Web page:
Back to work(ing out)


If gyms and running tracks around town feel more crowded this month, it is not just your imagination at play: gym membership sales, and attendance of existing members, spike in the early autumn. With a host of new tools and trends to try out, it is now easier than ever to keep training sessions fresh and challenging. Whether headed to the gym for the first time, or a veteran fitness fanatic, there are lots of new ways to keep training sessions exciting. Here’s a guide to some of the latest trends to try out.

Minimalist Running
Advocates of minimalist running believe that we run most naturally in bare feet. They argue that barefoot running increases awareness of running, how the foot hits the ground and the feedback that it sends the body. Over time, foot and ankle muscles strengthen, encouraging fore-foot running, which is easier on knees and hips than landing with a heavy heel strike.

Minimalist running shoes come in a variety of styles. The original barefoot shoe has five toes and a thin sole to protect feet from heat, cold, and debris on the road. Major shoe companies have now tweaked the style, offering a more traditional looking trainer that is extremely light with a thin, flat sole and little support on the upper.

Minimalist running needs to be approached with some caution. Beginners and avid runners alike need to follow a training plan that transitions them slowly into shoes with little support. Mileage must increase slowly so that adaptations within the body can be absorbed to build strength, while avoiding injury. Runners with existing foot problems should speak with a podiatrist before slipping into a pair of minimalist shoes.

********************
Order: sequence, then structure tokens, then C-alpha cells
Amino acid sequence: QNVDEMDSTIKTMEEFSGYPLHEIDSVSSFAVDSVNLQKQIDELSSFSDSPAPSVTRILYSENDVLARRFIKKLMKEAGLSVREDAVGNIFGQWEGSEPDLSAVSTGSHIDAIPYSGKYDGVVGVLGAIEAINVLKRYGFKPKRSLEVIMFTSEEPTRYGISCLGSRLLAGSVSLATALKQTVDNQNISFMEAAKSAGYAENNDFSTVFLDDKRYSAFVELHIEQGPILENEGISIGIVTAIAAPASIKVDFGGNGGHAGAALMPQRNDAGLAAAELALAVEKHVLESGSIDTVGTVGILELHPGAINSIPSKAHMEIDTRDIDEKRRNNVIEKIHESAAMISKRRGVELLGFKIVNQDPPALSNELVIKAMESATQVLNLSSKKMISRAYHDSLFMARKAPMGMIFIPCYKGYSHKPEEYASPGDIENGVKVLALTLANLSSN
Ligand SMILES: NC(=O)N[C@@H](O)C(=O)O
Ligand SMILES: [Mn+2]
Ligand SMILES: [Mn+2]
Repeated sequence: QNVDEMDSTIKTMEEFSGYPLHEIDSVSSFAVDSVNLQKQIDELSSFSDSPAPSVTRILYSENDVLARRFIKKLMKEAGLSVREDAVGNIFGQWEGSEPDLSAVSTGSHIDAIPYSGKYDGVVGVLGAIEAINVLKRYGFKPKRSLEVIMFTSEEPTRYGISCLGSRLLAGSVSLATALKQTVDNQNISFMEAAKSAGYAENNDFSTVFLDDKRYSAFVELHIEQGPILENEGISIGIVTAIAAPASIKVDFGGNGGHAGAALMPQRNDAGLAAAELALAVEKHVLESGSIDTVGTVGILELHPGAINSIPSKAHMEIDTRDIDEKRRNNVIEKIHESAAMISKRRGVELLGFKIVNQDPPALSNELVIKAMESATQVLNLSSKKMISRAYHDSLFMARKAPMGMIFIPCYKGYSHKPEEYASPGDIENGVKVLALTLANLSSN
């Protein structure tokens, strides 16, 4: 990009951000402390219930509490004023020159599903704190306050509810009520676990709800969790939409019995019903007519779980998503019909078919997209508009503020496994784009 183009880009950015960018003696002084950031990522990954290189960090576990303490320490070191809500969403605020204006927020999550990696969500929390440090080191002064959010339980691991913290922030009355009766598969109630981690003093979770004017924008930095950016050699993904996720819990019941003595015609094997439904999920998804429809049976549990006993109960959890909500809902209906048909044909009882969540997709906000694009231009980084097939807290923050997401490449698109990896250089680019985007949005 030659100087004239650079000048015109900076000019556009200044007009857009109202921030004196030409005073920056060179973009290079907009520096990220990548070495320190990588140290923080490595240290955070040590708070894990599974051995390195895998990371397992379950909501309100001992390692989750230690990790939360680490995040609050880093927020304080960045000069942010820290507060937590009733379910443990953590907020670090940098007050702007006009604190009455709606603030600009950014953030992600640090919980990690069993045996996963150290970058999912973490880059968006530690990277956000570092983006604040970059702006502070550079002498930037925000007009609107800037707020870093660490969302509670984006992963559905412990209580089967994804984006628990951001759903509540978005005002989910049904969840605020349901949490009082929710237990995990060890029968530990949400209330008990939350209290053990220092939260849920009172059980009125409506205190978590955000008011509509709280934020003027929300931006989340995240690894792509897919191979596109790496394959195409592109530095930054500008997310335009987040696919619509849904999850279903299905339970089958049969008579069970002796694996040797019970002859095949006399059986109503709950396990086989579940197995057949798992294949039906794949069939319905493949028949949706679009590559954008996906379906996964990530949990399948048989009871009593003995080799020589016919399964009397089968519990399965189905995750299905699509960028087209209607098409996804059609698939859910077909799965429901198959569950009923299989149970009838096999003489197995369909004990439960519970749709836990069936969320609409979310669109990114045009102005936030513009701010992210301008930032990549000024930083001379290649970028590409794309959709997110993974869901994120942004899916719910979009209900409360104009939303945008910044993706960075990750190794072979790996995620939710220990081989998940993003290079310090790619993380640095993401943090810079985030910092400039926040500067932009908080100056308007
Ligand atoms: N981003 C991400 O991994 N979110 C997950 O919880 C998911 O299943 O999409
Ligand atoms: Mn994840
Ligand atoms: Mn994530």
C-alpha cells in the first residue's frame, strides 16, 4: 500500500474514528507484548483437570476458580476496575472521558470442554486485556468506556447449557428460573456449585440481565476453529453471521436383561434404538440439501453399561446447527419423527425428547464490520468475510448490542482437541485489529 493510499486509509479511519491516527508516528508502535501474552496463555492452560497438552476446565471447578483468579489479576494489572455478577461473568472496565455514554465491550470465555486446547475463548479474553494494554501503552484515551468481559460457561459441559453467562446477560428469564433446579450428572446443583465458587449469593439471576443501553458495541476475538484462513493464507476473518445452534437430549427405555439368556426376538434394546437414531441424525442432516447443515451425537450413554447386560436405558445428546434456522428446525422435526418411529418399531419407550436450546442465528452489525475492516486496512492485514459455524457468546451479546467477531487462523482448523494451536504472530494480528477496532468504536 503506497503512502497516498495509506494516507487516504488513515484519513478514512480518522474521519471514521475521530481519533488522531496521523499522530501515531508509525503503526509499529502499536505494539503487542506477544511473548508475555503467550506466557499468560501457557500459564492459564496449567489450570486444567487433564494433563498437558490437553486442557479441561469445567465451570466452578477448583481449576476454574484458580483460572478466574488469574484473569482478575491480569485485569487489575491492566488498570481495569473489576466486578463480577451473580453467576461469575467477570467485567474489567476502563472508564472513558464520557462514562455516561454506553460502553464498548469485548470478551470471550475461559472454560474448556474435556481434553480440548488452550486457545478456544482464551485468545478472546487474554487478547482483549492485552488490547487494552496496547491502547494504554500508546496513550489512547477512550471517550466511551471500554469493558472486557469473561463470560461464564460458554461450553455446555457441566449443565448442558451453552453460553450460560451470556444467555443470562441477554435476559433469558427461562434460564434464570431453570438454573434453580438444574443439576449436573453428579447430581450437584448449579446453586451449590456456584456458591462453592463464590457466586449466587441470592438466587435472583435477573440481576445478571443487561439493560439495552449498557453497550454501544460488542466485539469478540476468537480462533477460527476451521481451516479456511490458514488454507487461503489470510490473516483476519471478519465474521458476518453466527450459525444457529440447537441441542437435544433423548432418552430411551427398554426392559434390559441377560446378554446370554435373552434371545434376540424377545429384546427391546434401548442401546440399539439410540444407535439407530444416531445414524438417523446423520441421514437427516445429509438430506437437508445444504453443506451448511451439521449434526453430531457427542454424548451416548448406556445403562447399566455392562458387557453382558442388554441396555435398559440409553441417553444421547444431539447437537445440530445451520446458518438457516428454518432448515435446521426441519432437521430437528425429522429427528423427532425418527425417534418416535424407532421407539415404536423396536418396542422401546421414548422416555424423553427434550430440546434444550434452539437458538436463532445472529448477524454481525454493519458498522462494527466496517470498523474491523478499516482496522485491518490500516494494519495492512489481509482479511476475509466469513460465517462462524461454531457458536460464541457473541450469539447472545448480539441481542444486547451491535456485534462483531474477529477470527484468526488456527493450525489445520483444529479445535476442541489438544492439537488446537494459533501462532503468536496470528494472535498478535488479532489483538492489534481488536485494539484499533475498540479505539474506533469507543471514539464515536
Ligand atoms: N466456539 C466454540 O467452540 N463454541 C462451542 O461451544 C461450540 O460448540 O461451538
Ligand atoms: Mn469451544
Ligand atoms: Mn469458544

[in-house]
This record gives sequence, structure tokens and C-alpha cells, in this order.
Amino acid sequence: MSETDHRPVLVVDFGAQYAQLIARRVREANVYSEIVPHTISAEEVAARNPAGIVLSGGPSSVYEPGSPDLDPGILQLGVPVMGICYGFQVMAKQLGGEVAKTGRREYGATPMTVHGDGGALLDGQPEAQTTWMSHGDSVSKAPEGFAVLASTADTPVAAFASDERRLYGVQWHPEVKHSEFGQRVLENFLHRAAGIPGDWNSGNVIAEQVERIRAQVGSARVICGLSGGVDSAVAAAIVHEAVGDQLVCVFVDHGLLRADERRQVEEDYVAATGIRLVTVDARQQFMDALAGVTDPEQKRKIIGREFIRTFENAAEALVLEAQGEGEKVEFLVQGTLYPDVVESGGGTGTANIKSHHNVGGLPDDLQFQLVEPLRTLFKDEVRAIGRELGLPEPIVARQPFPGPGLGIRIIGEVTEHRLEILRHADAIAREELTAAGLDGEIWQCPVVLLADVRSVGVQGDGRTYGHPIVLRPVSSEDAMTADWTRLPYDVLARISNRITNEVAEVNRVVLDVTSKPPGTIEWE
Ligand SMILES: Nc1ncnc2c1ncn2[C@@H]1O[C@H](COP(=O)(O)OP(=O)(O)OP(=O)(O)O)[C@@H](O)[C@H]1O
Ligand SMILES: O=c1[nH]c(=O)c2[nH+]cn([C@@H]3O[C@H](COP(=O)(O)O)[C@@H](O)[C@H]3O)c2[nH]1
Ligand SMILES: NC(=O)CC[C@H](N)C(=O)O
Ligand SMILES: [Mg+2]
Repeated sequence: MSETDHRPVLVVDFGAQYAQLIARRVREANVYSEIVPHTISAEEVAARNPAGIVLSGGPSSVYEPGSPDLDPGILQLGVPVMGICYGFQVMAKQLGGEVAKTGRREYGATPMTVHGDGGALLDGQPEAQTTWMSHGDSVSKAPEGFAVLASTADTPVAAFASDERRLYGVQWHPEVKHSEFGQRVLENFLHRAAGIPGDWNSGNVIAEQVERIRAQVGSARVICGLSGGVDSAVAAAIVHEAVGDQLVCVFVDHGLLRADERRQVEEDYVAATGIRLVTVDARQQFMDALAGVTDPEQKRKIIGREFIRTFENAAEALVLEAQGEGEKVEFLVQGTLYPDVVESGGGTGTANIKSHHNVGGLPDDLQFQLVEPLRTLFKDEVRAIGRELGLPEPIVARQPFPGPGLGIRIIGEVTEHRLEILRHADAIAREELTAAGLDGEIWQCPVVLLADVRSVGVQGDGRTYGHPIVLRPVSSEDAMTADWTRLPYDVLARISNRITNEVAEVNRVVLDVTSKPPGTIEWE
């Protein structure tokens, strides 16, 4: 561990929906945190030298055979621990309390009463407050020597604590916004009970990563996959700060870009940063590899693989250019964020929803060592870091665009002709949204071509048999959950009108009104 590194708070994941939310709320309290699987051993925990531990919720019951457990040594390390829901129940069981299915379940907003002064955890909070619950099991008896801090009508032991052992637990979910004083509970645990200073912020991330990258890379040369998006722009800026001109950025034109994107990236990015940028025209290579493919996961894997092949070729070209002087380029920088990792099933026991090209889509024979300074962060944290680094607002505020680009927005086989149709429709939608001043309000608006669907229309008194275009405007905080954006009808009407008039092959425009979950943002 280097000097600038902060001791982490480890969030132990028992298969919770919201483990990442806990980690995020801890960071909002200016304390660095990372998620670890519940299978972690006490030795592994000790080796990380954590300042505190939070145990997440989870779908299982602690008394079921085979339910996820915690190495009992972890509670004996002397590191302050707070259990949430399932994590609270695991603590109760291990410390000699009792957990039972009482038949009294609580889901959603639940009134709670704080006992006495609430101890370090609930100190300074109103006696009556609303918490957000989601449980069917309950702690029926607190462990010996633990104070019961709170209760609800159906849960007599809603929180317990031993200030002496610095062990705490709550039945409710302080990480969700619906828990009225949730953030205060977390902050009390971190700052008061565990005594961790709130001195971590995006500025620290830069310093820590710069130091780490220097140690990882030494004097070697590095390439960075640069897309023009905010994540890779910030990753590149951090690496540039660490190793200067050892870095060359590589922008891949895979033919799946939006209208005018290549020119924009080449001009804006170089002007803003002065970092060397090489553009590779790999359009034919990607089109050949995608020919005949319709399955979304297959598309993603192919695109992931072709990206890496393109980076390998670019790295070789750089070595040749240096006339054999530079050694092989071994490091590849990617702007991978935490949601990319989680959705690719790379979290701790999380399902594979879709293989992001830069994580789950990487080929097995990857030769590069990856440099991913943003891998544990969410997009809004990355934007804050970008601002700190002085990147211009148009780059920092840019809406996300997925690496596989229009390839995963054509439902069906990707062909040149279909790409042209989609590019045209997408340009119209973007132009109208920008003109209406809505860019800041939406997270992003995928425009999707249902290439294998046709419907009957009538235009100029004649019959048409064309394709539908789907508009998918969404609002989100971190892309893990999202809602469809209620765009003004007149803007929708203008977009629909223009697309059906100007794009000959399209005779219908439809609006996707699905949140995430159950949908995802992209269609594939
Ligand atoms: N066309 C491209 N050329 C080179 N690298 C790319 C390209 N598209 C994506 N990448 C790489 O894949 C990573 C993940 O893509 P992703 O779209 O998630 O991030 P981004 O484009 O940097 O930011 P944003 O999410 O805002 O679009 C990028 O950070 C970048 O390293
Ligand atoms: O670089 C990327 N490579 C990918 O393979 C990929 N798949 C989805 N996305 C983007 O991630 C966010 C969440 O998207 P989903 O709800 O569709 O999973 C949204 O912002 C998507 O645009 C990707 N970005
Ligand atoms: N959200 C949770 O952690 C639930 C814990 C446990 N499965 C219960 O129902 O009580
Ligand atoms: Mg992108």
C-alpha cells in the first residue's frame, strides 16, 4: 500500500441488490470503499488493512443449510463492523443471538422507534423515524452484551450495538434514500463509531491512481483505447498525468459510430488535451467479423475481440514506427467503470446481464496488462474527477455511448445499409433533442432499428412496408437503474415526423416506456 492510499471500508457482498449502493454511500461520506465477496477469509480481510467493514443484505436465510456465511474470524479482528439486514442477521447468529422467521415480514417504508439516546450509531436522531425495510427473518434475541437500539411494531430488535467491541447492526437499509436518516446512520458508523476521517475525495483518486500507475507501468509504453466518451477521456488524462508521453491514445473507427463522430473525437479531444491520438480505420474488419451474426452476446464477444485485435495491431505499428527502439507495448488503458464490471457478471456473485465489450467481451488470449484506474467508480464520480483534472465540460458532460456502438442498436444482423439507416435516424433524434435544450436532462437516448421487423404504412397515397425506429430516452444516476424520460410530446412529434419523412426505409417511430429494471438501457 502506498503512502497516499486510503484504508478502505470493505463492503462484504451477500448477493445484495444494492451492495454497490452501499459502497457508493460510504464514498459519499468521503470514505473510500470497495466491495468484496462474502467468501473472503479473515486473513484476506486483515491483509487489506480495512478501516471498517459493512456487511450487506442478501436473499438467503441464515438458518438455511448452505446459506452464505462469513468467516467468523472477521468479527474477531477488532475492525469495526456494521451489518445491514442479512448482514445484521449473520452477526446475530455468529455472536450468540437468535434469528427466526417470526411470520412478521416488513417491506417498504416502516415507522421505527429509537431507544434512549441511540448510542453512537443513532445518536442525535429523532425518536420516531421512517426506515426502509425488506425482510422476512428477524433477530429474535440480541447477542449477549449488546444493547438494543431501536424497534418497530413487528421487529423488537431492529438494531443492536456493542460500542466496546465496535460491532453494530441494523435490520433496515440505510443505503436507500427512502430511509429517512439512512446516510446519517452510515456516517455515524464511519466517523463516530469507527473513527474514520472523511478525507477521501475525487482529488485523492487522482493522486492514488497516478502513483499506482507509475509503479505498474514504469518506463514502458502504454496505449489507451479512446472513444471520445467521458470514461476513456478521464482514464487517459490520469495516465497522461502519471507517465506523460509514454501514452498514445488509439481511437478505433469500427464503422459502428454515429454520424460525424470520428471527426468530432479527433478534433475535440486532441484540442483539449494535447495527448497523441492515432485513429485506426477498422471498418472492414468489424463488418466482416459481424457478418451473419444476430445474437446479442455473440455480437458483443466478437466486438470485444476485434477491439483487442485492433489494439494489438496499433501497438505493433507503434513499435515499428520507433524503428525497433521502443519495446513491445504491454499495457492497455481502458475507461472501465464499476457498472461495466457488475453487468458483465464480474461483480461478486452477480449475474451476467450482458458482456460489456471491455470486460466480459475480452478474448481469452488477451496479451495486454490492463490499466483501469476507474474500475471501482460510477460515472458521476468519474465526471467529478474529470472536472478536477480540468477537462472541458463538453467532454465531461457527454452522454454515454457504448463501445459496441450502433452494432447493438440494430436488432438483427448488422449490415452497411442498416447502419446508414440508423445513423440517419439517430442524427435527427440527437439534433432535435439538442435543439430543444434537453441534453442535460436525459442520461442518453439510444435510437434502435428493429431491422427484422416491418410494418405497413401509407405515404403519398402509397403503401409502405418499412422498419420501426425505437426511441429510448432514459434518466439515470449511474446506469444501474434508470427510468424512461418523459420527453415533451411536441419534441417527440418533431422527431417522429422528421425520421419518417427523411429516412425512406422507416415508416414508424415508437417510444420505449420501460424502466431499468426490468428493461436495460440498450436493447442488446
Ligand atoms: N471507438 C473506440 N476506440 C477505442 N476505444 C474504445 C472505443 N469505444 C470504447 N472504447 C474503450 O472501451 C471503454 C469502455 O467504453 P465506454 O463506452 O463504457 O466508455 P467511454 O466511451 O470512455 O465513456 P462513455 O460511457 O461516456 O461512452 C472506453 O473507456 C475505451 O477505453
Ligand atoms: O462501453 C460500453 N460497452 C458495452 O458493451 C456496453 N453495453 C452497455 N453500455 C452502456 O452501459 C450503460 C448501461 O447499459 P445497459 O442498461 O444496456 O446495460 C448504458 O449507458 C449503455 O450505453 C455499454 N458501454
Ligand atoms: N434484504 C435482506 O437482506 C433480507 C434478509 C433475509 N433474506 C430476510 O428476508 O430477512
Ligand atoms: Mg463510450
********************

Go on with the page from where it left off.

Who knew three little letters could pack so much punch: TRX is the latest, and arguably greatest, innovation in functional training since the stability ball. It was first created by a Navy SEAL, stranded on a tour of duty with nowhere to train. He took two lengths of nylon webbing, attached them to a fixed object, and performed modified versions of traditional exercises (lunges, push-ups, rows and the like) using the weight of his own body to create resistance. Suspension training was born.

Technogym has now packaged the idea into a tidy system of nylon straps and handles. Simply place hands or feet in the handles and perform the exercise. One of the key benefits of using TRX is that core muscles must be stabilized before performing an exercise. So that lunge isn’t just for legs and bottom, it is also working abs. Light and portable, this piece of equipment can be taken anywhere and simply anchored to a standard door for the duration of a session. In gyms, they are anchored to walls, ceilings and TRX frames. Anyone will benefit from using TRX, but if new to the gym, ask a personal trainer to demonstrate how to adjust the straps as well as a few simple exercises.

Pronounced ‘viper’, this new tool looks like a weighted rubber tube, an extremely versatile tool that develops strength while working in all planes of motion.

Created by Michol Dalcourt during his time as a strength and conditioning coach for NHL hockey players, ViPR is an acronym that stands for vitality, performance and re-conditioning. Dalcourt observed that traditional exercise tools restrict natural freedom of movement in the body. ViPR combines the benefits of traditional strength training while using free flowing movement, resulting in highly effective functional training. In our daily lives, we do not reach, twist, or prevent ourselves from falling in a set pattern of motion. Freedom to move, and to train the body to move freely, is what life-long fitness is about – this is functional training at its core.

Virtually indestructible, the ViPR can be lifted, thrown, pulled, pushed, bounced, rolled and balanced on. It comes in seven weights and can be used by anyone in the gym, but first ask a trainer to help with a few exercises. After that, observe what others are doing and then give it a try. It is amazing how great it feels to move freely while developing strength and power.